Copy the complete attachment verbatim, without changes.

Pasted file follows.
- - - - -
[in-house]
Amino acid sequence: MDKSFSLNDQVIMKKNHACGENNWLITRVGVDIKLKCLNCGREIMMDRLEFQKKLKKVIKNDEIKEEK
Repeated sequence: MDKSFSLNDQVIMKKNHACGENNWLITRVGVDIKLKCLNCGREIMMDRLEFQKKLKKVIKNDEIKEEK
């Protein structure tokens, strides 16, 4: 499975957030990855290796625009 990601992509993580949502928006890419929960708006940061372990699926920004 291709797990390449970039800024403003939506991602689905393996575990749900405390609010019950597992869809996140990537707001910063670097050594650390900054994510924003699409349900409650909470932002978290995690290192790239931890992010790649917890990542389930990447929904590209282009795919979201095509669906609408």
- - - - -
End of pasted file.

[in-house]
Amino acid sequence: MDKSFSLNDQVIMKKNHACGENNWLITRVGVDIKLKCLNCGREIMMDRLEFQKKLKKVIKNDEIKEEK
Repeated sequence: MDKSFSLNDQVIMKKNHACGENNWLITRVGVDIKLKCLNCGREIMMDRLEFQKKLKKVIKNDEIKEEK
């Protein structure tokens, strides 16, 4: 499975957030990855290796625009 990601992509993580949502928006890419929960708006940061372990699926920004 291709797990390449970039800024403003939506991602689905393996575990749900405390609010019950597992869809996140990537707001910063670097050594650390900054994510924003699409349900409650909470932002978290995690290192790239931890992010790649917890990542389930990447929904590209282009795919979201095509669906609408």